In the case of MesoGlow, we have added the active substance Centella asiatica, which has skin-regenerating and circulation-stimulating properties.

 

 

The composition of MesoLift corresponds to that of MesoGlow, though with the addition by us of 2 important active substances that have an effect on the indication spectrum, namely DMAE and non-crosslinked hyaluronic acid. The water-storing effect of hyaluronic acid is well-known. We have arranged for the development of a very low-viscosity, easily injectable form of hyaluronic acid, which is also available as an active substance by itself so as to allow adjustment of the dosage in line with the individual skin picture; this also applies to the other mixtures. MesoLift contains 1 ml HA, and a further 1-2 ml HA can be additionally added. DMAE (dimethylaminoethanol) is an interesting molecule that produces a lifting effect through increased acetylcholine secretion and additionally enhances the elasticity of the dermis.

 

 

In the case of MesoHair, we have added caffeine and also increased the dose of Biotin/Vit H and Bepanthen/Vit B5. Caffeine increases the concentration of the cyclical AMP and intensifies the lipase activity: an insufficient supply of biotin results in hair loss; it also regulates the sebum.

As well as caffeine, MesoCellu also contains artichoke extract and L-carnitine. The effect of L-carnitine as a fat burner will doubtless be sufficiently familiar, while the artichoke extract influences the lipid and glucose metabolism, maintains the cholesterol synthesis and stimulates the bile acid production and is therefore particularly effective in connection with oedematous forms of cellulite.

A first result of the studies of Markus Steinert into cellulite was his proposal to broaden the anti-inflammatory character of our MesoCellu and supplement some of the active substances of MesoLift in a new formulation so as to also optimise the skin-tightening properties. Work is currently in progress on the galenics for the new MesoCellu formulation.
 

Contraindications

With one exception, the list of contraindications is limited to the same groups of persons identified for all aesthetic treatments in general, i.e. pregnant women, children, feeding mothers etc. The exception are allergy sufferers. Especially patients with an elevated allergy risk should always be tested before any treatment. I personally exclude all patients with multiple allergies because for me, the risk of triggering an allergic shock is too great. While we have never had a case of that kind within the Network, the risk is nevertheless familiar from casuistics and personal experience.

Fig. 3: Colour coding of the Network mixtures ensures easy handling in the medical pactice.

 

Finally, permit me to make some comments on the technology employed. We recommend the use of compressor guns as these provide the least unpleasant treatment experience for the patients. In combination with specially ground needles, which are slightly more expensive, the treatment is almost pain-free for the patients. One exception to this is the injection lipolysis treatment used in connection with cellulite, as the treatment is administered in this case not with a gun but with multi-injectors and the familiar side-effects also occur in this area as well; thanks to PSM – Pain & Side Effect Management – however, these can be well controlled.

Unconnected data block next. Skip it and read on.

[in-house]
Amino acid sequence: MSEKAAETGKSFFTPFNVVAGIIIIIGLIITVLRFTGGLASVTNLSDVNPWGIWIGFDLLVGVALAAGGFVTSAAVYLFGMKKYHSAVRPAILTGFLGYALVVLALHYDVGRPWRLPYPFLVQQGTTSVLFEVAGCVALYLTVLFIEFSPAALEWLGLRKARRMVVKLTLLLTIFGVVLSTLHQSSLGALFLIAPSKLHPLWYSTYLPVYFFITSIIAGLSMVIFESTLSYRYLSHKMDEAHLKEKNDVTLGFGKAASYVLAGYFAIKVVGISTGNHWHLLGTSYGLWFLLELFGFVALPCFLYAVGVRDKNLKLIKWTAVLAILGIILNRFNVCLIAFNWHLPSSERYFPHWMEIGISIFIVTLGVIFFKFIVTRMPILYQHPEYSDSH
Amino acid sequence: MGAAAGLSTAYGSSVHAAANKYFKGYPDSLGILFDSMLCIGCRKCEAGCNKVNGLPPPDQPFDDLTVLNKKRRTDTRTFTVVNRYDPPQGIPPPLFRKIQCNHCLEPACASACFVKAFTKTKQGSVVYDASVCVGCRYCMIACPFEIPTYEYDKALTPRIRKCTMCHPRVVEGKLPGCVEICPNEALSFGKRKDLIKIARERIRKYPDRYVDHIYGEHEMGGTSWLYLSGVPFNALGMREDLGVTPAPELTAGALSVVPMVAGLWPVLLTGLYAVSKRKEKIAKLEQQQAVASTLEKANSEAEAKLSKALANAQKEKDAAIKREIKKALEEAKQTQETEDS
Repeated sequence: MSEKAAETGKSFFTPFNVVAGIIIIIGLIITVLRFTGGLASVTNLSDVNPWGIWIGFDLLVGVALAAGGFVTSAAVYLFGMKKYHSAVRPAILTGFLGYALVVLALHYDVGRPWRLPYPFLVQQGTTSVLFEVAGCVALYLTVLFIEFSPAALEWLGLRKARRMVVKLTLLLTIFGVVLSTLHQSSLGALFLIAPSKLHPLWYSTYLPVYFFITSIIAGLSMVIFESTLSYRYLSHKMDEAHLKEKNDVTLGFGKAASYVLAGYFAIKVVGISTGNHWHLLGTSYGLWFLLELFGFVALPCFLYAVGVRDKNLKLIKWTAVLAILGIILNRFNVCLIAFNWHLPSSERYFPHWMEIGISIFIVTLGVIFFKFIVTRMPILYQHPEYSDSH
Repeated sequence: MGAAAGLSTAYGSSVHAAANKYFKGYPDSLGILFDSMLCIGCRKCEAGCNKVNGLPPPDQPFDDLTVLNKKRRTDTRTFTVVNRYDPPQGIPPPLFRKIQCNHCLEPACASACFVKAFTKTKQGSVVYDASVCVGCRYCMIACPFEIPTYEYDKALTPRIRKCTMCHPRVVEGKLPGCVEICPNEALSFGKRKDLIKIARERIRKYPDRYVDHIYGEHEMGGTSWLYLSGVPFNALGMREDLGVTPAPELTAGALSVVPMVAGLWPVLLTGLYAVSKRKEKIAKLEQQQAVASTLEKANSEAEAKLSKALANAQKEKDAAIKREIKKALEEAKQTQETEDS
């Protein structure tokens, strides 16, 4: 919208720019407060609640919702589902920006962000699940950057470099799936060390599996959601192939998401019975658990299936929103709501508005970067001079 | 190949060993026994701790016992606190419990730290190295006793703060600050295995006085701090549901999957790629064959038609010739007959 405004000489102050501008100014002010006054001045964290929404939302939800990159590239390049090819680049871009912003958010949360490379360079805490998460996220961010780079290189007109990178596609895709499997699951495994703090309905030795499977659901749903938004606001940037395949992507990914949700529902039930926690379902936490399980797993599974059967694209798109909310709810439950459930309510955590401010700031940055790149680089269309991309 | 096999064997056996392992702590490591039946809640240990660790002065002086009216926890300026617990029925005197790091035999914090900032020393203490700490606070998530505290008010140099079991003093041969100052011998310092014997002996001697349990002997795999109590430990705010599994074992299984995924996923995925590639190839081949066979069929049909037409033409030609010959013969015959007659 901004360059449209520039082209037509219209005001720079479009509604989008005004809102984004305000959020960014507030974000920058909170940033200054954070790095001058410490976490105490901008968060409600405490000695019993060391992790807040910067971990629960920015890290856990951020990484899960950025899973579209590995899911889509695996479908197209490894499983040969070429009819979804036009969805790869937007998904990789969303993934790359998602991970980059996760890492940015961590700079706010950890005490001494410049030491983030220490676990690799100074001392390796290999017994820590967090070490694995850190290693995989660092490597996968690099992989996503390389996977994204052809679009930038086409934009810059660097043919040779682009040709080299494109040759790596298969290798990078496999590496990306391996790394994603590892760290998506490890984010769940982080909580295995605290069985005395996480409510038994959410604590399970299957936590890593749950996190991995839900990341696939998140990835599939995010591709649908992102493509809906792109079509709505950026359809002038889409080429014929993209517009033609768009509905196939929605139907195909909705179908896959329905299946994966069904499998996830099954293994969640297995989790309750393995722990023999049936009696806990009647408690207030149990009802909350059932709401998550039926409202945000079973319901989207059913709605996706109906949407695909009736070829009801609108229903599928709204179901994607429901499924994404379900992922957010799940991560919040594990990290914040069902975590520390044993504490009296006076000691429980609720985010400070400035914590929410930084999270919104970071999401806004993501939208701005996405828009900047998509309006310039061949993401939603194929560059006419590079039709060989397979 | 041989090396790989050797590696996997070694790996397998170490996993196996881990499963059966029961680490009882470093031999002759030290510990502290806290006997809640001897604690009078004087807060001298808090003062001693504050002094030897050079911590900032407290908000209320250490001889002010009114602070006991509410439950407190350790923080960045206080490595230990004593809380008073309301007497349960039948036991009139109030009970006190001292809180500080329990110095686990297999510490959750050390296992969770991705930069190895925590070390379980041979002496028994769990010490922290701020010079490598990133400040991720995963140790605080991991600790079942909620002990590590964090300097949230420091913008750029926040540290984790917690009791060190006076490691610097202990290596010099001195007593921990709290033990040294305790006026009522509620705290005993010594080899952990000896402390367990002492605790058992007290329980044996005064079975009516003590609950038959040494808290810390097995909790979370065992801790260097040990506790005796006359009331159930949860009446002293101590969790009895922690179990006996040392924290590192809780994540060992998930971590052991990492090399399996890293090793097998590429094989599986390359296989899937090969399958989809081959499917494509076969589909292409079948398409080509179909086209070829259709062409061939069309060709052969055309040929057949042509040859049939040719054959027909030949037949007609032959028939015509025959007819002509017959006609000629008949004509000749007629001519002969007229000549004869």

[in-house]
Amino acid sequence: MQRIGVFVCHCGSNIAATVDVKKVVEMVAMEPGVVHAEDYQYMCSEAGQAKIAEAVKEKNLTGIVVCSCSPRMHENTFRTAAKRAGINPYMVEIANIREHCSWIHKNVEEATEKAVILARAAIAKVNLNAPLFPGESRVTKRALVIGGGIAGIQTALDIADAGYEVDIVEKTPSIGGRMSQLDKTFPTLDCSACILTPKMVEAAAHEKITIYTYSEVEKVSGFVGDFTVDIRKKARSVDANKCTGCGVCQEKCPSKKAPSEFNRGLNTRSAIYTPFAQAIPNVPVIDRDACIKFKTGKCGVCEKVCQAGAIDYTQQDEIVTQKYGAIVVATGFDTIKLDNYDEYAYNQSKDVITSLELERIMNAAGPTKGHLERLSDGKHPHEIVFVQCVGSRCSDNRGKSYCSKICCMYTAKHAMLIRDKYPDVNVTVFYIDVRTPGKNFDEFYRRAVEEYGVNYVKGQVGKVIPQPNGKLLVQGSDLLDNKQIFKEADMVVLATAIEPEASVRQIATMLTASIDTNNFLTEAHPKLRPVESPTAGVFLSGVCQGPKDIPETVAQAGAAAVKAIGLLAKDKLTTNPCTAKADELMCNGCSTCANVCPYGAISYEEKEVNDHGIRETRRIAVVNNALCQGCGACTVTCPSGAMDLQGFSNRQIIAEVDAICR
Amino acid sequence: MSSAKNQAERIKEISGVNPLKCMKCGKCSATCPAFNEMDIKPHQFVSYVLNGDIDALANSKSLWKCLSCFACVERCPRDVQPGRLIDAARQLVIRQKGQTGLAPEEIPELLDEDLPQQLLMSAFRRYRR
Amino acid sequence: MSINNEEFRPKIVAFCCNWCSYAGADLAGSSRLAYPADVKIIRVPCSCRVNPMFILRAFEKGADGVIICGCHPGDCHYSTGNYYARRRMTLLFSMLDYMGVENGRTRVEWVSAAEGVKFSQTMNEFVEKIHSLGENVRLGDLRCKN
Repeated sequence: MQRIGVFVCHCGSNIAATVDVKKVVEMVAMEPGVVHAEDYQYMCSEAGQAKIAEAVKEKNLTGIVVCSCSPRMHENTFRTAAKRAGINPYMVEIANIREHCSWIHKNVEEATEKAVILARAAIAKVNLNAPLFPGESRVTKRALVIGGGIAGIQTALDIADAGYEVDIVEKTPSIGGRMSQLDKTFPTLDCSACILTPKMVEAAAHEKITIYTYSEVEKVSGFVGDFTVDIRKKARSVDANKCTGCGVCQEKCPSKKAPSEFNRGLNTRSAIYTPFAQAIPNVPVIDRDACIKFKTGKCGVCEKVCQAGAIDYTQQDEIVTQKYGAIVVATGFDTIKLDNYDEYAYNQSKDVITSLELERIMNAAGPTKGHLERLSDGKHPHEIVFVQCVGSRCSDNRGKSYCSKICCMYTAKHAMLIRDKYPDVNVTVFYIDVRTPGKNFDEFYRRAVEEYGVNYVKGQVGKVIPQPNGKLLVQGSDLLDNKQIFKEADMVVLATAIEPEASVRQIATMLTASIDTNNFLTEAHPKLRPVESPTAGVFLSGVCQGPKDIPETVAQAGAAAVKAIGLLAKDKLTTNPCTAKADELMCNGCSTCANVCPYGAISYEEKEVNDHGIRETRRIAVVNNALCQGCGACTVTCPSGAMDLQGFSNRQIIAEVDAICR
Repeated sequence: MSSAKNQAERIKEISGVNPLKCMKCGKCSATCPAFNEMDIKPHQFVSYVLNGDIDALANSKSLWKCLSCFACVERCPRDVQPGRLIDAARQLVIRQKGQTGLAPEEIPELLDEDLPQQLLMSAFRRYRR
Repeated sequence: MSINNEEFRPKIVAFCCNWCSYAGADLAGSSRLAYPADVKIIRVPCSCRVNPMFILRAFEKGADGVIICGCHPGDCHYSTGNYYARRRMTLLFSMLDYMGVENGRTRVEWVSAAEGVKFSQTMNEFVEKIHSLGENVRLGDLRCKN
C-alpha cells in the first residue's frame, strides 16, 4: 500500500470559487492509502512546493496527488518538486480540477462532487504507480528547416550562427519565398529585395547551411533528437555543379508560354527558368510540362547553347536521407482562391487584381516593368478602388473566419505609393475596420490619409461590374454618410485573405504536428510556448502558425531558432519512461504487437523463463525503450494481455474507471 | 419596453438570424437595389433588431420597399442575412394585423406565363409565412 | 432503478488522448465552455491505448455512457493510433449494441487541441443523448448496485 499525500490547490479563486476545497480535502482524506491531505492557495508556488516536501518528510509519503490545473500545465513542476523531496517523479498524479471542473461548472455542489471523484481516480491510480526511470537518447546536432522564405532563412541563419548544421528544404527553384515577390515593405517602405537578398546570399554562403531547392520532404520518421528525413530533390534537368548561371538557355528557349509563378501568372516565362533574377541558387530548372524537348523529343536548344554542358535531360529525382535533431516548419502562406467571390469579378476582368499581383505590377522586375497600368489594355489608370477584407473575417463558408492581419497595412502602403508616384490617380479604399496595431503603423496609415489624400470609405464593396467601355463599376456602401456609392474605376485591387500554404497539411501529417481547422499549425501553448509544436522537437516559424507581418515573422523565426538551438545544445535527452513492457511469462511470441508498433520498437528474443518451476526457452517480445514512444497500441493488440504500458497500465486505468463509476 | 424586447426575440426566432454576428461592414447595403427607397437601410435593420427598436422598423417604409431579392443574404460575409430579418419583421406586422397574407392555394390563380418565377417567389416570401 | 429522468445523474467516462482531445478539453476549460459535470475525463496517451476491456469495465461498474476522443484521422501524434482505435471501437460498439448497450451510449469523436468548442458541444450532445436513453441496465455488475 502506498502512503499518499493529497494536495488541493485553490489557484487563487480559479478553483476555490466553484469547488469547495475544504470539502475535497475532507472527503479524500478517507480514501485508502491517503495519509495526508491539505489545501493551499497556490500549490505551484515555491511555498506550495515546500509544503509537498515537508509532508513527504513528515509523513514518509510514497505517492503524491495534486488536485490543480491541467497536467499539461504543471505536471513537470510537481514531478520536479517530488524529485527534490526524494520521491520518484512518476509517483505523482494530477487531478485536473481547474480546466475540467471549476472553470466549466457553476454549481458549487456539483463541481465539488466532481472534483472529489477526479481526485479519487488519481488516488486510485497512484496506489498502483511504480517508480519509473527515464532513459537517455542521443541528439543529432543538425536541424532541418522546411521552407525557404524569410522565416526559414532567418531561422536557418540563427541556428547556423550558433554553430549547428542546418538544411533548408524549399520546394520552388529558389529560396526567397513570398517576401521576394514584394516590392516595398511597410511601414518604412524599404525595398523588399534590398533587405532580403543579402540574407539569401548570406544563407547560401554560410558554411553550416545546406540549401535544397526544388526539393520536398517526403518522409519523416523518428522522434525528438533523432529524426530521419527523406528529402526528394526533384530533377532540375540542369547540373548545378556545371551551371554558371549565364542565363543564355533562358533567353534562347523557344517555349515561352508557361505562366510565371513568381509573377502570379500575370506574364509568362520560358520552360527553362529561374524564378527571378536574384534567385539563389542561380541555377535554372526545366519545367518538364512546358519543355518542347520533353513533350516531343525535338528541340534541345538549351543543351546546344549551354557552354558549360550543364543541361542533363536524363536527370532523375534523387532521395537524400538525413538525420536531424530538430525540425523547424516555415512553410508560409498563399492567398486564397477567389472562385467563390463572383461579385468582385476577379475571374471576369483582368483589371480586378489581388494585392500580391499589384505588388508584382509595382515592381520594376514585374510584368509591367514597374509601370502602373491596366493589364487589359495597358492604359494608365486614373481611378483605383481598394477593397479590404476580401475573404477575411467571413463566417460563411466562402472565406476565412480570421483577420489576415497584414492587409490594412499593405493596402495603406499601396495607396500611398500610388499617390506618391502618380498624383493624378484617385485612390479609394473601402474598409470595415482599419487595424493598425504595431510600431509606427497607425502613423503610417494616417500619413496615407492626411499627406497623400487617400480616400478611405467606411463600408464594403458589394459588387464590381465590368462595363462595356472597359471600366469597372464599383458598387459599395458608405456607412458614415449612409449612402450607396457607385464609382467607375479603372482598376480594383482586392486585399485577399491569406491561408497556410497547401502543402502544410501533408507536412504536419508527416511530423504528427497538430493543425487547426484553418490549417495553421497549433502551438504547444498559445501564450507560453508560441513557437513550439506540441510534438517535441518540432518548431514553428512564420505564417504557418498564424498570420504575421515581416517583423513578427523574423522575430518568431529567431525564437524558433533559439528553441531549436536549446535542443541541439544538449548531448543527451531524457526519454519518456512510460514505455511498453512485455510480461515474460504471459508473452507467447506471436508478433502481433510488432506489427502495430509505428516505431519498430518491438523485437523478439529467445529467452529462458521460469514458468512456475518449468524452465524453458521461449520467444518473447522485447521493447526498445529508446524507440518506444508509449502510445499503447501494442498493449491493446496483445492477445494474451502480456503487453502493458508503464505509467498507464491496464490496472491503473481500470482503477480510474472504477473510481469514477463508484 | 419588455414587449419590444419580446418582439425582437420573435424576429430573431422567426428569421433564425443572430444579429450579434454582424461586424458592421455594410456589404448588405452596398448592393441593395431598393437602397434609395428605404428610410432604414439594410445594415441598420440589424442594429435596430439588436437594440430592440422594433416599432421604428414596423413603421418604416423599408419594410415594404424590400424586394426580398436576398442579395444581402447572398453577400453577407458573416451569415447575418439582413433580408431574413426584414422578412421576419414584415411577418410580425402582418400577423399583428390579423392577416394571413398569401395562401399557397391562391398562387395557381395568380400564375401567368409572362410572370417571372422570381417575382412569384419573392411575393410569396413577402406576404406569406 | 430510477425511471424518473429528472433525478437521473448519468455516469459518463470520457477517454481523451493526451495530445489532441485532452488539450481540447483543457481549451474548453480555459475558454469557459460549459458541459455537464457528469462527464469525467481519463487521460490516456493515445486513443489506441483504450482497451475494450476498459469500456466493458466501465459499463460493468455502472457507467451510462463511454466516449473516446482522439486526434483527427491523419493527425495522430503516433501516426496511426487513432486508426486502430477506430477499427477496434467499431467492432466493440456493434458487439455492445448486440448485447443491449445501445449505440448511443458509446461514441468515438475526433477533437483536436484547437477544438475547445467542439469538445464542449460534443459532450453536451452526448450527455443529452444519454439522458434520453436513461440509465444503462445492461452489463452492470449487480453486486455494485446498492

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Address of Correspondence

Dr. Michael Weidmann
Klinik am Forsterpark
Willy-Brandt-Platz 3a

 D-86153 Augsburg
dr.weidmann@globalhealth-academy.com

References

1. Weidmann M , Reich N (2011) Ästhetik – Mesotherapie im Aufbruch: neue Horizonte durch standardisierte Behandlungsprotokolle, Derm 17.
2. Weidmann M (2012) Erste statistische Ergebnisse zur ästhetischen Mesotherapie. Kosmet Med 5: 30–31.
3. Weidmann M (2010) Mesotherapie heute – Entwicklung eines Behandlungsprotokolls: Versuch der Erstellung von Standards durch das NetzWerk-ÄsthetikMeso. Kosmet Med 2: 80–83.

4. Aust M C, Bahte S, Fernandes D (2013) Bildatlas der perkutanen Kollageninduktion: Grundlagen, Indikationen, Anwendungen. Berlin: KVM.
5. Brandl D, Weidmann M, Grübmeyer H (2014) Kontroversen in der ästhetischen Medizin, die Rahmenbedingungen 3: Ästhetik als Behandlungsmodell – die Kompositorische Ästhetik, Kosmet Med 34: 122-127.
6. Weidmann M (2015) Ästhetische Mesotherapie heute, Spitzenforschung in der ästhetischen Dermatologie und Dermatochirurgie, 2015, 78-81.

 7. Funke G (2014) Ästhetische Mesotherapie erfolgreich durchführen. Kosmet Med 35: 256-257.
8. Weidmann M, Torzicky M, Funke G, Eichelberg D (2015) Alternative Methoden zur Behandlung von diffusem Effluvium und Alopecia areata: Mesotherapie und Platelet Rich Plasma Therapie. Kosmet Med 35: 192-194.